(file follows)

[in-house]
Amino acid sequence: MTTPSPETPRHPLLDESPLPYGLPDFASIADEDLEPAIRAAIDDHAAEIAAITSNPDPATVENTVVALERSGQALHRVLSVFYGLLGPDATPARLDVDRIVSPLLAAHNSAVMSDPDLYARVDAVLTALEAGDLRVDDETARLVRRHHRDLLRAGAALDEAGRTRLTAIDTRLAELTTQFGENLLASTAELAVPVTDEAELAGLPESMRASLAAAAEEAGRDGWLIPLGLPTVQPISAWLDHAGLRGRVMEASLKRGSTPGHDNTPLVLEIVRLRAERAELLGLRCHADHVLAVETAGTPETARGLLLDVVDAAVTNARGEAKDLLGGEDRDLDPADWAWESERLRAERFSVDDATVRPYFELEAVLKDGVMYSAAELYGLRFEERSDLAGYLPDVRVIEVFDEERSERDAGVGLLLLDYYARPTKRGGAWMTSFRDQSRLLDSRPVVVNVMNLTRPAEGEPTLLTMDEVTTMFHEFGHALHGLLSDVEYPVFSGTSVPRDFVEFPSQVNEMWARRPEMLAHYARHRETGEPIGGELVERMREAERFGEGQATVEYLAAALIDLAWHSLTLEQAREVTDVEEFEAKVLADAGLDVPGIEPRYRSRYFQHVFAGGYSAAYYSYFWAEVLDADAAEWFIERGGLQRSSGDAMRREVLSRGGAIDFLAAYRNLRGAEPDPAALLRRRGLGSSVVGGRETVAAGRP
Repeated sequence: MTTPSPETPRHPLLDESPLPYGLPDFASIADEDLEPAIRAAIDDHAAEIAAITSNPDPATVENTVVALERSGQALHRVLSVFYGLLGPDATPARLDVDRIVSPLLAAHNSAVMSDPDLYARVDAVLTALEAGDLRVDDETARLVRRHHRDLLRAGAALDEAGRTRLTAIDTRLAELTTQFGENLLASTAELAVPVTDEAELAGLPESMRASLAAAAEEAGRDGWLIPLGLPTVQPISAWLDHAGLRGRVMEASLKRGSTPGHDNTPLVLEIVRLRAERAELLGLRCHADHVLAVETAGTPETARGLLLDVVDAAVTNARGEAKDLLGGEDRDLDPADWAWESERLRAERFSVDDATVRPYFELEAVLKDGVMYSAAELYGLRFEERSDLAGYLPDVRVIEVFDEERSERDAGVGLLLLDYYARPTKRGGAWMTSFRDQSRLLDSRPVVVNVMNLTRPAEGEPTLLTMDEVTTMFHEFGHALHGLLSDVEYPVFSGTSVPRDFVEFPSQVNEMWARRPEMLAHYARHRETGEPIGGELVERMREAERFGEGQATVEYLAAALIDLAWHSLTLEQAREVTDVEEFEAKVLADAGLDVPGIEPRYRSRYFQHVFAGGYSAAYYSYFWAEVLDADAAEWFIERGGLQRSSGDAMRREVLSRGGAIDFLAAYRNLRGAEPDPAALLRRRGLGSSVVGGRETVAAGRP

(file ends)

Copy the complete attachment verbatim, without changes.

[in-house]
Amino acid sequence: MTTPSPETPRHPLLDESPLPYGLPDFASIADEDLEPAIRAAIDDHAAEIAAITSNPDPATVENTVVALERSGQALHRVLSVFYGLLGPDATPARLDVDRIVSPLLAAHNSAVMSDPDLYARVDAVLTALEAGDLRVDDETARLVRRHHRDLLRAGAALDEAGRTRLTAIDTRLAELTTQFGENLLASTAELAVPVTDEAELAGLPESMRASLAAAAEEAGRDGWLIPLGLPTVQPISAWLDHAGLRGRVMEASLKRGSTPGHDNTPLVLEIVRLRAERAELLGLRCHADHVLAVETAGTPETARGLLLDVVDAAVTNARGEAKDLLGGEDRDLDPADWAWESERLRAERFSVDDATVRPYFELEAVLKDGVMYSAAELYGLRFEERSDLAGYLPDVRVIEVFDEERSERDAGVGLLLLDYYARPTKRGGAWMTSFRDQSRLLDSRPVVVNVMNLTRPAEGEPTLLTMDEVTTMFHEFGHALHGLLSDVEYPVFSGTSVPRDFVEFPSQVNEMWARRPEMLAHYARHRETGEPIGGELVERMREAERFGEGQATVEYLAAALIDLAWHSLTLEQAREVTDVEEFEAKVLADAGLDVPGIEPRYRSRYFQHVFAGGYSAAYYSYFWAEVLDADAAEWFIERGGLQRSSGDAMRREVLSRGGAIDFLAAYRNLRGAEPDPAALLRRRGLGSSVVGGRETVAAGRP
Repeated sequence: MTTPSPETPRHPLLDESPLPYGLPDFASIADEDLEPAIRAAIDDHAAEIAAITSNPDPATVENTVVALERSGQALHRVLSVFYGLLGPDATPARLDVDRIVSPLLAAHNSAVMSDPDLYARVDAVLTALEAGDLRVDDETARLVRRHHRDLLRAGAALDEAGRTRLTAIDTRLAELTTQFGENLLASTAELAVPVTDEAELAGLPESMRASLAAAAEEAGRDGWLIPLGLPTVQPISAWLDHAGLRGRVMEASLKRGSTPGHDNTPLVLEIVRLRAERAELLGLRCHADHVLAVETAGTPETARGLLLDVVDAAVTNARGEAKDLLGGEDRDLDPADWAWESERLRAERFSVDDATVRPYFELEAVLKDGVMYSAAELYGLRFEERSDLAGYLPDVRVIEVFDEERSERDAGVGLLLLDYYARPTKRGGAWMTSFRDQSRLLDSRPVVVNVMNLTRPAEGEPTLLTMDEVTTMFHEFGHALHGLLSDVEYPVFSGTSVPRDFVEFPSQVNEMWARRPEMLAHYARHRETGEPIGGELVERMREAERFGEGQATVEYLAAALIDLAWHSLTLEQAREVTDVEEFEAKVLADAGLDVPGIEPRYRSRYFQHVFAGGYSAAYYSYFWAEVLDADAAEWFIERGGLQRSSGDAMRREVLSRGGAIDFLAAYRNLRGAEPDPAALLRRRGLGSSVVGGRETVAAGRP